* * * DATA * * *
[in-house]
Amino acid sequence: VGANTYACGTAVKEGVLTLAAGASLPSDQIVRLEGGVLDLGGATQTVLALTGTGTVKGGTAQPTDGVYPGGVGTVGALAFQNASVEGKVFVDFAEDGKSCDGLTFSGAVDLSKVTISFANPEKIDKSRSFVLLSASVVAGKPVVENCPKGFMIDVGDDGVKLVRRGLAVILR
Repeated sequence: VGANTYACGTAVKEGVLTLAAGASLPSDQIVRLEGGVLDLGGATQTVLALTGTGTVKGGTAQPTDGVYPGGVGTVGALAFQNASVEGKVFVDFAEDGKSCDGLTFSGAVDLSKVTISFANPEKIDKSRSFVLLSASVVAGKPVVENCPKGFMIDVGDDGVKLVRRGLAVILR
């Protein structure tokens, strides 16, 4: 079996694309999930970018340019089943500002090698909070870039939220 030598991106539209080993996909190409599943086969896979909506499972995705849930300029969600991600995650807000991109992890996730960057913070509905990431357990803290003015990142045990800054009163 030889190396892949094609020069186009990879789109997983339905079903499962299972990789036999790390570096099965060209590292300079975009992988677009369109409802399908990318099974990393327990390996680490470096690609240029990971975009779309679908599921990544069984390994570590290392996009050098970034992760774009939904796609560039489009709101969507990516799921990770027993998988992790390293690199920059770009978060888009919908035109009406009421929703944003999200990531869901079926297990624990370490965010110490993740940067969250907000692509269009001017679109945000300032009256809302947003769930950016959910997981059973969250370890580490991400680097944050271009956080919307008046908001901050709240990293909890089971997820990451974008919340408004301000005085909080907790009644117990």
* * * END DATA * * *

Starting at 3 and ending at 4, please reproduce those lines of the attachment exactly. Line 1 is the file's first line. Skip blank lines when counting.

Repeated sequence: VGANTYACGTAVKEGVLTLAAGASLPSDQIVRLEGGVLDLGGATQTVLALTGTGTVKGGTAQPTDGVYPGGVGTVGALAFQNASVEGKVFVDFAEDGKSCDGLTFSGAVDLSKVTISFANPEKIDKSRSFVLLSASVVAGKPVVENCPKGFMIDVGDDGVKLVRRGLAVILR
């Protein structure tokens, strides 16, 4: 079996694309999930970018340019089943500002090698909070870039939220 030598991106539209080993996909190409599943086969896979909506499972995705849930300029969600991600995650807000991109992890996730960057913070509905990431357990803290003015990142045990800054009163 030889190396892949094609020069186009990879789109997983339905079903499962299972990789036999790390570096099965060209590292300079975009992988677009369109409802399908990318099974990393327990390996680490470096690609240029990971975009779309679908599921990544069984390994570590290392996009050098970034992760774009939904796609560039489009709101969507990516799921990770027993998988992790390293690199920059770009978060888009919908035109009406009421929703944003999200990531869901079926297990624990370490965010110490993740940067969250907000692509269009001017679109945000300032009256809302947003769930950016959910997981059973969250370890580490991400680097944050271009956080919307008046908001901050709240990293909890089971997820990451974008919340408004301000005085909080907790009644117990």